“What they did was illegal,” said Bob Walsh, executive director of the  National Education Association Rhode Island. “We’re deep into a real assault on  labor. It worries me that people who purport themselves as Democrats do  this.”

The court case foreshadows likely battles elsewhere as states grapple with  their own pension problems. In the past two years, 10 states suspended or cut  retiree pension increases; 13 states now offer hybrid retirement plants that  combine pensions with 401(k)-like plans.

“Forty-three states from 2009 to 2011 did something, but in many cases  something was not enough,” said David Draine, a researcher who tracks pension  changes at the Pew Center on the States.

States are discovering the political challenge of reining in pensions is only  one step in a battle ultimately won or lost in the courts.

A plan to enroll new Louisiana state workers in a 401(k)-like retirement plan  is being challenged by retirees. New Hampshire is defending a law that cuts  pension benefits and increases employee contributions.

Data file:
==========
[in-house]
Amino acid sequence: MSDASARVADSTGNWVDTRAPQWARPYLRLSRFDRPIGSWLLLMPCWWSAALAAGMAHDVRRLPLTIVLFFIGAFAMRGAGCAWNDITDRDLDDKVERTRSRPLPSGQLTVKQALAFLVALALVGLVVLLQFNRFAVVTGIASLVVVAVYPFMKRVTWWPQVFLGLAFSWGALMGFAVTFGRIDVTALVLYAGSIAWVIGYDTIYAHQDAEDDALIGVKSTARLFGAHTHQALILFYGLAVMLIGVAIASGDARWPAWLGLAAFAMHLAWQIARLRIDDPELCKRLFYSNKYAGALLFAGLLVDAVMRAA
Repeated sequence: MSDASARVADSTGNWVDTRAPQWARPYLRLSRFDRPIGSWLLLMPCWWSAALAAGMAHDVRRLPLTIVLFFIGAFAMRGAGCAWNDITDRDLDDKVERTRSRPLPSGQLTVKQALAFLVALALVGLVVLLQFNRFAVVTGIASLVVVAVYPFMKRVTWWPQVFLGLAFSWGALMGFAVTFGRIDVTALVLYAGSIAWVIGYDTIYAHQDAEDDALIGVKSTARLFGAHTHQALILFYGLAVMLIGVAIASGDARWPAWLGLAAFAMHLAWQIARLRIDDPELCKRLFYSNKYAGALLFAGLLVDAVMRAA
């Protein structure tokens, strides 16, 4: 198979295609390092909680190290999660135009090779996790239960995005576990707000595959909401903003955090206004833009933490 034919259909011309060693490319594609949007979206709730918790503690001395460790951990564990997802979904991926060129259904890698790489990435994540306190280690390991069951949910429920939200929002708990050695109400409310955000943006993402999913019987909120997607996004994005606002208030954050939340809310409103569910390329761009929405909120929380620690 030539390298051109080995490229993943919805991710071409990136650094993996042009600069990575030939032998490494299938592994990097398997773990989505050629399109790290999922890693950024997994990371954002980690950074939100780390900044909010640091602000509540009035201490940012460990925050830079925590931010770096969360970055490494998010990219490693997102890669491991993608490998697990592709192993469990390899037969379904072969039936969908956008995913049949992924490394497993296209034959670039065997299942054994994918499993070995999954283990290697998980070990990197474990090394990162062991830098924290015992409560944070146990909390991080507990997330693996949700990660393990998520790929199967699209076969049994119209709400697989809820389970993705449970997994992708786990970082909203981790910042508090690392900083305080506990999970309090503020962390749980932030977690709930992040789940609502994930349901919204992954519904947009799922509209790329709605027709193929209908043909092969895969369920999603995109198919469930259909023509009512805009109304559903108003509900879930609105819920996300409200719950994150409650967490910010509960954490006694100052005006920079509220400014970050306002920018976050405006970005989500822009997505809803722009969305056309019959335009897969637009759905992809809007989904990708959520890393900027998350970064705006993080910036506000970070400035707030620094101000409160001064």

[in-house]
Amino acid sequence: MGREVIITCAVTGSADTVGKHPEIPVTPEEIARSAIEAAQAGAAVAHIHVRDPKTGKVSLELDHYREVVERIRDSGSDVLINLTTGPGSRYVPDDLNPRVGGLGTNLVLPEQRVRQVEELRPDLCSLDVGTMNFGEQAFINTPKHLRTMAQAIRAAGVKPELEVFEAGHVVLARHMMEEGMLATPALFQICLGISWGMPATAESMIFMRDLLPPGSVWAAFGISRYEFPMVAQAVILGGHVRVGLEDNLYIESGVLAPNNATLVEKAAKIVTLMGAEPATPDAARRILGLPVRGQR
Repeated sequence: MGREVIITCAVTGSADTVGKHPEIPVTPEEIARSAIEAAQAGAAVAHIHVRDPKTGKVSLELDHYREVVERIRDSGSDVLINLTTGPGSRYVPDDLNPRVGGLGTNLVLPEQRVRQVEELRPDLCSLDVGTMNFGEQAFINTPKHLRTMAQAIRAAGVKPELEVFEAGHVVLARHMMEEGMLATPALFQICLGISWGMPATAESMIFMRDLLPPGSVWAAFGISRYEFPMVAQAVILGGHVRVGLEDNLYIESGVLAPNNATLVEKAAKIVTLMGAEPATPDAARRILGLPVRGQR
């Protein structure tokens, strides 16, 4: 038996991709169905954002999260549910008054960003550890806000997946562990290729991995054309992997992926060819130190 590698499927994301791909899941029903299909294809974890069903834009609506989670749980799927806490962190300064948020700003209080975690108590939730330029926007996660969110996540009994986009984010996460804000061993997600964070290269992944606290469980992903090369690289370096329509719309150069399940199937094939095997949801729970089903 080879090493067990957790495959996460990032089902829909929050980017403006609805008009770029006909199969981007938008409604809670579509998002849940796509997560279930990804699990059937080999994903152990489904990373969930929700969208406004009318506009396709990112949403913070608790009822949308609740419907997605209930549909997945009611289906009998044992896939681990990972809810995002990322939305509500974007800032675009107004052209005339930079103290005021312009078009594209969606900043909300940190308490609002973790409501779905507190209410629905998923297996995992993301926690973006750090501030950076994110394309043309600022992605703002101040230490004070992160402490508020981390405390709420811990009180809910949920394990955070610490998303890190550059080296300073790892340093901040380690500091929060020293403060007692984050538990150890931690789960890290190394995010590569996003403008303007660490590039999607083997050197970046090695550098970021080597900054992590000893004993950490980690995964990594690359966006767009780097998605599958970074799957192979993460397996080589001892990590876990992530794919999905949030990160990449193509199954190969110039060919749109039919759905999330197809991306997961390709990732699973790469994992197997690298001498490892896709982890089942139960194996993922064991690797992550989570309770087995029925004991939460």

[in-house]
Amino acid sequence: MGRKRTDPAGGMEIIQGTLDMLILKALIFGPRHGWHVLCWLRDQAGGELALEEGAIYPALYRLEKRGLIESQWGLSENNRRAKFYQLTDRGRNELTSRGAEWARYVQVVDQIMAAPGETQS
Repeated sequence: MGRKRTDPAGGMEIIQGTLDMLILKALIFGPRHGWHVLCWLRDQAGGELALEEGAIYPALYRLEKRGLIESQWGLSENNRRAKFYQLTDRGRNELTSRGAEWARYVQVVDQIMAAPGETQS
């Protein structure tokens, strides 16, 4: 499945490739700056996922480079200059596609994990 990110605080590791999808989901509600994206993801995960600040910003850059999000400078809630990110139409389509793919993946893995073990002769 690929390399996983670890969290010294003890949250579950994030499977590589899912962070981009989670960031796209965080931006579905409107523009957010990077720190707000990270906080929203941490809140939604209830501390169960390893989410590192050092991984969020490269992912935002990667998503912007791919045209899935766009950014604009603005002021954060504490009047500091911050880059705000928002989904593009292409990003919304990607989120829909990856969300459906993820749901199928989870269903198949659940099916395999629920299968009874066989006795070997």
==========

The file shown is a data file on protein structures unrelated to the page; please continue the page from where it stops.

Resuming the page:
California Gov. Jerry Brown last month approved higher retirement ages and  contribution rates for some state workers and a $132,000 cap on annual pension  payouts.

The state’s two main pension funds—the California Public Employees’  Retirement System and the California State Teachers’ Retirement System—are  underfunded by $165 billion.

Brown said the changes may lead to bigger pension reforms in the future.  Unions are ready for a fight.

“Any additional pension reform they try to do will be met with serious  opposition,” said Dave Low, of Californians for Retirement Security, which  represents 1.5 million public workers. “Public employees have become the  whipping boy.”

Unions note that states have long neglected to contribute enough to pay for  promised benefits. In 2010, 17 states set aside no new money for pension  benefits. Kentucky hasn’t made its share of pension contributions since 2004. In  the past decade, Kansas and New Jersey haven’t paid their full shares a single  year, and Illinois has done so only once.

Steep pension fund investment losses made the situation far worse—a federal  report says state and local pension plans lost $672 billion during fiscal years  2008 and 2009. Longer-lived retirees, higher health care bills and pension  increases also drive costs.